by James Slater – Early yesterday evening (UK time) I had the pleasure of speaking over the phone with former WBC super-featherweight champion Gabriel Ruelas. Now aged 39, the Mexican hero is in great shape physically and mentally, and he continues to train and do road-work out of the sheer love of it.
It’s true enough to say Gabriel is in great mental shape, and he certainly has all his faculties and his speech is fine, but one thing that the former champion is suffering from is a deep regret at what happened to his world title challenger Jimmy Garcia – who, as older fans will know, tragically passed away after fighting Ruelas in May of 1995.
Today, some 14 years on from Garcia’s sad death, Ruelas is unable to forget. He is also still full of regret at how the tragedy all but ended his own fighting ambitions. Lacking the necessary killer instinct ever after, Gabriel, as he put it, “lost his life in that ring, too.” His boxing life, that is..
But for what happened, the 39-year-old says in a forlorn tone, he would in all likelihood still be fighting today.
Anyway, that’s enough from me; here is what the champ had to say himself while looking back on his highly eventful pro career.
James Slater: It’s a pleasure to speak with you, Champ. Firstly, can I ask you how you spend your time these days?
Gabriel Ruelas: I work with one of the biggest distributors of alcohol and mineral water, you know, Evian water. I work in the distribution aspect of it. I’ve been doing this for the last five years. Also, off and on, I’ve been working with my former promoters, at Goossen Tutor. I work for them sometimes. I miss boxing so I work to be around it. I miss it a lot.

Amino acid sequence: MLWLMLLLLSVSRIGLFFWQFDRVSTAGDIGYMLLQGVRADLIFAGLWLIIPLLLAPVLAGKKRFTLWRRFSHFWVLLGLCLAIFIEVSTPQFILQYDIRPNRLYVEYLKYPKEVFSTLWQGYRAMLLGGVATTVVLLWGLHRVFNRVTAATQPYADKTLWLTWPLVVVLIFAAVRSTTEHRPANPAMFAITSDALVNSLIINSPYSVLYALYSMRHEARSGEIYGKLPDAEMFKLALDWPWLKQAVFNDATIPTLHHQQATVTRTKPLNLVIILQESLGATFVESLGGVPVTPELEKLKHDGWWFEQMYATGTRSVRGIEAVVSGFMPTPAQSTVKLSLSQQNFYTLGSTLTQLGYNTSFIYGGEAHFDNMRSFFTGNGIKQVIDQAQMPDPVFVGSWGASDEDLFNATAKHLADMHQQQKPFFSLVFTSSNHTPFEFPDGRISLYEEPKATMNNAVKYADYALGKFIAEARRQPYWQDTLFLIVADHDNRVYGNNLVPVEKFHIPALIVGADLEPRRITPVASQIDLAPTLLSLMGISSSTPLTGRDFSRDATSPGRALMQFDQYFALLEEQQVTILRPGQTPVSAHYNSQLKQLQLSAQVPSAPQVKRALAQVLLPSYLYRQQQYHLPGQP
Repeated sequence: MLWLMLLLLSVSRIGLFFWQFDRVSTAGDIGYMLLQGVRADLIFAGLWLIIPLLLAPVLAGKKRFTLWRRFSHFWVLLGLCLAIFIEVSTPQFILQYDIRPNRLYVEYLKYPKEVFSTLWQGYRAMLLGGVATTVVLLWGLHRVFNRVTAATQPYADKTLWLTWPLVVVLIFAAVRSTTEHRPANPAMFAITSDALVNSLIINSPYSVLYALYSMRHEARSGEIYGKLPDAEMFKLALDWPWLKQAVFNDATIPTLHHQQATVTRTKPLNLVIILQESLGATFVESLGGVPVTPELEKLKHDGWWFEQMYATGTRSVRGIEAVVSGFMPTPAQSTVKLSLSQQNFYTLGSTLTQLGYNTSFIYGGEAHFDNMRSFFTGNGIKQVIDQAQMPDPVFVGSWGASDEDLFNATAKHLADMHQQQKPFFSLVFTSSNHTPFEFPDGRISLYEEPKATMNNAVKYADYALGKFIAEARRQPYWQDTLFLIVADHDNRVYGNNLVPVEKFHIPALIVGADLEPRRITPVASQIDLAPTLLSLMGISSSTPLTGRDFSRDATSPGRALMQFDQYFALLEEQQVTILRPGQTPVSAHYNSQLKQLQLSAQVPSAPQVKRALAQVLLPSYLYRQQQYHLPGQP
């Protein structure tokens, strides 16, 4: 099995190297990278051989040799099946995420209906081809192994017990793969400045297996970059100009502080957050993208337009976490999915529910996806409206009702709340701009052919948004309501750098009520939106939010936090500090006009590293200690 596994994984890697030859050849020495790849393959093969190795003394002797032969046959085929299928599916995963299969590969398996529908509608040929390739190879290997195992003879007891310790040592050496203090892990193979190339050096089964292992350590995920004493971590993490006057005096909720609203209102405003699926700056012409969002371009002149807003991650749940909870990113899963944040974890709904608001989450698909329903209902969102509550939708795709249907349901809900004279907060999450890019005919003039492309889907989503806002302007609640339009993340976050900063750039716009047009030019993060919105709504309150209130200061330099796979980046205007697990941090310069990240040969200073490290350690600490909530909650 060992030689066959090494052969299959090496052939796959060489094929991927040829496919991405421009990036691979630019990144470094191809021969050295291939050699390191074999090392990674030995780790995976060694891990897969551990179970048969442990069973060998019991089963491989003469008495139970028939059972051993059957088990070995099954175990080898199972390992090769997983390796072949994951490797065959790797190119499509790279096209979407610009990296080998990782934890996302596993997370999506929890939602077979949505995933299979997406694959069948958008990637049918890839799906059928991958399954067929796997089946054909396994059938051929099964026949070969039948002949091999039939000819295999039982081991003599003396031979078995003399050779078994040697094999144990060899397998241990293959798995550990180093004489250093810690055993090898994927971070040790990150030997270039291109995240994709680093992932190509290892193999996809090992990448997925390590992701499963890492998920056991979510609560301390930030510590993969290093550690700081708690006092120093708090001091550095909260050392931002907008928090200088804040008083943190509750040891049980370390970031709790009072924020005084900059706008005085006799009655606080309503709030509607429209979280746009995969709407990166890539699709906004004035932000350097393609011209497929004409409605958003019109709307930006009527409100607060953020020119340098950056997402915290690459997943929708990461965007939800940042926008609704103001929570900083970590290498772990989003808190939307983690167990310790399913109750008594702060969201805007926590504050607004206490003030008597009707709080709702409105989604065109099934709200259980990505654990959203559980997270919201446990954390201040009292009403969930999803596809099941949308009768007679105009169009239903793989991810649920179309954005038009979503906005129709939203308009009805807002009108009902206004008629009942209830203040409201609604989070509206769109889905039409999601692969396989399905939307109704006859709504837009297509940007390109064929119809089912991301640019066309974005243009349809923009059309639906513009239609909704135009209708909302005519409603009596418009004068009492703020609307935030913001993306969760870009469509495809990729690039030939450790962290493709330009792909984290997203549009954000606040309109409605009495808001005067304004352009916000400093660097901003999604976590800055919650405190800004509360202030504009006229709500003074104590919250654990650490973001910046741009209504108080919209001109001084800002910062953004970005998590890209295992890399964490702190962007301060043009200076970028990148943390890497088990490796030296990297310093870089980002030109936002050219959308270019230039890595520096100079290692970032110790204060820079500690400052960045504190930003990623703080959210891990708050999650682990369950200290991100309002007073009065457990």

J.S: Are you involved in the promotional aspect, or in training fighters?
G.R: No, I help to get fighters ready for a fight. I make sure they get to the weigh-in and get their gloves and get to check ups on time, things like that.
J.S: And do you still train yourself? You keep in shape?
G.R: I’m actually in better shape now than when I was fighting. I thought I’d gain a lot of weight in retirement, as a lot of fighters and athletes in general do once they retire, but it was the other way for me. I actually lost weight. I’m about 140 now, and I could easily make my fighting weight of 130. I love running. I never actually liked it when I was fighting, I wish I did. I did running to get in shape, of course, but I never really liked it. Now it’s kind of therapeutic for me. I go every day, sometimes twice a day, usually in the morning. I run around four to six miles.
J.S: You said earlier how you miss boxing. Do you watch it as much as you can on T.V?
G.R: Not really, no. I miss it because boxing is my whole life. I still feel as though I could beat a lot of guys now. It was the traumatic thing that happened with the death of Jimmy Garcia. That took away my anger. You need anger to be successful as a fighter. You need that hunger to be a world champion. I don’t have that any more, but if that [the death of Garcia] hadn’t happened I think I would still be fighting today, even at age 39. But, no, I watch very little boxing on T.V. I get invited to live events a lot, but mostly I stay away – unless it’s someone I really want to see, like a friend. But boxing is my whole life and I talk about boxing every day.